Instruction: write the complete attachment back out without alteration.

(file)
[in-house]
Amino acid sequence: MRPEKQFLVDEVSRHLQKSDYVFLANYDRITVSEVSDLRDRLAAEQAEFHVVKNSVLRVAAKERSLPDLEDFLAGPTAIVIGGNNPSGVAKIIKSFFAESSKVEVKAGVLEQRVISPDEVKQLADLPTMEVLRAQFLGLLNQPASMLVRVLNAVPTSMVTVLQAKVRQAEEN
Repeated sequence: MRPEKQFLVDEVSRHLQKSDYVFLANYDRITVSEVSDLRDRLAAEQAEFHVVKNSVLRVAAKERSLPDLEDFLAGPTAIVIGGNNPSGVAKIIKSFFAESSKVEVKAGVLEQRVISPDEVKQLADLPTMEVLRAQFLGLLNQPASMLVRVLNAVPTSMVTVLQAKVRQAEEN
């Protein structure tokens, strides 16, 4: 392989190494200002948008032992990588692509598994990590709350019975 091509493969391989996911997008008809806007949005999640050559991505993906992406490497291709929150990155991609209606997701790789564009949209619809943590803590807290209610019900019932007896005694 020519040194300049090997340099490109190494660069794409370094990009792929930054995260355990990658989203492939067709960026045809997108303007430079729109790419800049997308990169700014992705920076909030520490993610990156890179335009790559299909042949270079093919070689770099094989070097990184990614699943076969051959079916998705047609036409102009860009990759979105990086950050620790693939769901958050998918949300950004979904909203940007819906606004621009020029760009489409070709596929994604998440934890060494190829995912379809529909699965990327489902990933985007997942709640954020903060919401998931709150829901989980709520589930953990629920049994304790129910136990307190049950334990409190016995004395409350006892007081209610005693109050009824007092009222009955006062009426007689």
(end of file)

[in-house]
Amino acid sequence: MRPEKQFLVDEVSRHLQKSDYVFLANYDRITVSEVSDLRDRLAAEQAEFHVVKNSVLRVAAKERSLPDLEDFLAGPTAIVIGGNNPSGVAKIIKSFFAESSKVEVKAGVLEQRVISPDEVKQLADLPTMEVLRAQFLGLLNQPASMLVRVLNAVPTSMVTVLQAKVRQAEEN
Repeated sequence: MRPEKQFLVDEVSRHLQKSDYVFLANYDRITVSEVSDLRDRLAAEQAEFHVVKNSVLRVAAKERSLPDLEDFLAGPTAIVIGGNNPSGVAKIIKSFFAESSKVEVKAGVLEQRVISPDEVKQLADLPTMEVLRAQFLGLLNQPASMLVRVLNAVPTSMVTVLQAKVRQAEEN
């Protein structure tokens, strides 16, 4: 392989190494200002948008032992990588692509598994990590709350019975 091509493969391989996911997008008809806007949005999640050559991505993906992406490497291709929150990155991609209606997701790789564009949209619809943590803590807290209610019900019932007896005694 020519040194300049090997340099490109190494660069794409370094990009792929930054995260355990990658989203492939067709960026045809997108303007430079729109790419800049997308990169700014992705920076909030520490993610990156890179335009790559299909042949270079093919070689770099094989070097990184990614699943076969051959079916998705047609036409102009860009990759979105990086950050620790693939769901958050998918949300950004979904909203940007819906606004621009020029760009489409070709596929994604998440934890060494190829995912379809529909699965990327489902990933985007997942709640954020903060919401998931709150829901989980709520589930953990629920049994304790129910136990307190049950334990409190016995004395409350006892007081209610005693109050009824007092009222009955006062009426007689």